Microsoft SQL-DMO (ODBC SQLState: 42000) Error 15023: User or role '%s' already exists in the current database.For more information about how to resolve orphaned users, click the following article numbers to view the articles in the Microsoft Knowledge Base:
How to resolve permission issues when you move a database between servers that are running SQL Server
The following Microsoft Knowledge Base article contains instructions about how to map the logins to the database users and resolves users orphaned from standard SQL Server logins and integrated logins:
"Troubleshooting Orphaned Users" topic in Books Online is incomplete
This article describes how to use the sp_change_users_login stored procedure to correct the orphaned users one by one. The sp_change_users_login stored procedure only resolves users orphaned from standard SQL Server logins.
- If the database owner (dbo) is listed as orphaned, run this code in the user database:
The stored procedure changes the database owner to dbo and resolves the issue. To change the database owner to another user, run sp_changedbowner again with the user who you want. For more information, see the "sp_changedbowner" sub-topic in the "Transact-SQL Reference" topic of SQL Server Books Online.
exec sp_changedbowner 'sa'
- If your destination server is running SQL Server 2000 Service Pack 1, the database owner user may not be in the list in the Users folder in Enterprise Manager after you perform the attach or restore or both. For more information, click the following article number to view the article in the Microsoft Knowledge Base:
BUG: DBO user does not display in Enterprise Manager
- You may receive the following error message if you try to change the system administrator (SA) password through Enterprise Manager if the logon that was mapped to dbo on the source server does not exist on the destination server:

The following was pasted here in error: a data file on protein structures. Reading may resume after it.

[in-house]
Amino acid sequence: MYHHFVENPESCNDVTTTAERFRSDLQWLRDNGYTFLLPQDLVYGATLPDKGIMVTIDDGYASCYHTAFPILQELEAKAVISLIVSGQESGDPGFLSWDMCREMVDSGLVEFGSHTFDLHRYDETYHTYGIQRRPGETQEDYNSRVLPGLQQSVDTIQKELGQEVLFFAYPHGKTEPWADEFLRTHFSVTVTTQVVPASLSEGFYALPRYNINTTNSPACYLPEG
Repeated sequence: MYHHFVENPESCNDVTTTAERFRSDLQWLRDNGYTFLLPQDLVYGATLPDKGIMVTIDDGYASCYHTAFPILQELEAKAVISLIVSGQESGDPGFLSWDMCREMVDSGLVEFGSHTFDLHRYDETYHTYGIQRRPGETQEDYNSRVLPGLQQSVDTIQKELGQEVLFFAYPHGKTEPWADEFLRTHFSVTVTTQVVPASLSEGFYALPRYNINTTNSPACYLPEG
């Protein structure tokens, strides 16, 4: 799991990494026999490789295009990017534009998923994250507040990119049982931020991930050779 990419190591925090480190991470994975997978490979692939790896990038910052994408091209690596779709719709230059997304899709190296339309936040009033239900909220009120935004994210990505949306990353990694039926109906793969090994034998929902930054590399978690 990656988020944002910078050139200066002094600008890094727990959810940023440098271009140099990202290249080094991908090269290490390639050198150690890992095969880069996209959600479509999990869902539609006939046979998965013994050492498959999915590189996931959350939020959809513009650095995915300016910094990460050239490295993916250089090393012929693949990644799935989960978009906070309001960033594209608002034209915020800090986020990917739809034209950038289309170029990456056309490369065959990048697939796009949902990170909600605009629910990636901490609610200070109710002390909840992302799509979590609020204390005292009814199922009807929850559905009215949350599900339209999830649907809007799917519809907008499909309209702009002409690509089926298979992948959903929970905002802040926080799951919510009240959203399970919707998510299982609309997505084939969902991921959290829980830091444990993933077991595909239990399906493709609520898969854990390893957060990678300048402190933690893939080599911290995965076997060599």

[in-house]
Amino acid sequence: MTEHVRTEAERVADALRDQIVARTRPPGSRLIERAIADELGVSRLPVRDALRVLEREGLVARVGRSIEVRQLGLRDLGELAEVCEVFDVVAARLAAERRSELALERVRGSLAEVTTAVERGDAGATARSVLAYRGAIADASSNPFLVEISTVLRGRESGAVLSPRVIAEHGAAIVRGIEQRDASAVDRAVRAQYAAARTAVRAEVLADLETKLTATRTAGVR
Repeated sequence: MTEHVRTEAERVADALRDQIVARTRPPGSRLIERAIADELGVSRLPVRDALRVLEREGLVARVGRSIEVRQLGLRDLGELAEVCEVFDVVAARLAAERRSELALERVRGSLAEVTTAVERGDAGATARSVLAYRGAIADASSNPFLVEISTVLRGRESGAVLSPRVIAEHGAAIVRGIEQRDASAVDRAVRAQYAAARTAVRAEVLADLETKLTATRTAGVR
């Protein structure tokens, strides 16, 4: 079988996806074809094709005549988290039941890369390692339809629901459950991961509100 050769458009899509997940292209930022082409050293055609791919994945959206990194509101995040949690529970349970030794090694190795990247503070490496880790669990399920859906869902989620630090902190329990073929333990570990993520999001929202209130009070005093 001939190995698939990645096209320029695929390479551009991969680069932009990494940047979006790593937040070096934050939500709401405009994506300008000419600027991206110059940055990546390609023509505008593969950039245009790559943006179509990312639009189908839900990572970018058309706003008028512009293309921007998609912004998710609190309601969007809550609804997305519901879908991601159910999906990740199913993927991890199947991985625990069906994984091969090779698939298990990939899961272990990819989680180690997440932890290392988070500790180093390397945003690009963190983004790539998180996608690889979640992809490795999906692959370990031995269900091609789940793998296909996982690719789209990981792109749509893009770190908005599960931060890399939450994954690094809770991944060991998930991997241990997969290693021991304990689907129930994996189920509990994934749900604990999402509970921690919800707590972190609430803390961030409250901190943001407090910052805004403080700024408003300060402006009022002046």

Error 21776: [SQL-DMO] The name 'dbo' was not found in the Users collection. If the name is a qualified name, use  to separate various parts of the name, and try again.For more information, click the following article number to view the article in the Microsoft Knowledge Base:
Cannot change SA password in Enterprise Manager
If you restore or attach the database again, the database users may be re-orphaned and you have to repeat step 3.Step 4: How to move jobs, alerts, and operators
Step 4 is optional. You can generate scripts for all jobs, alerts, and operators on the source server, and then run the script on the destination server.
Step 5: How to move DTS packages
- To move jobs, alerts, and operators, follow these steps:
You will have the option to generate scripts for All Alerts, All Jobs, or All Operators based on the item that you right-click.
- Open the SQL Server Enterprise Manager, and then expand the Management folder.
- Expand SQL Server Agent, and then right-click Alerts, Jobs, or Operators.
- Click All Tasks, and then click Generate SQL Script. For SQL Server 7.0, click Script All Jobs, Alerts, or Operators.
- You can move jobs, alerts, and operators from SQL Server 7.0 to SQL Server 2000 or between computer servers that are running SQL Server 7.0 and SQL Server 2000.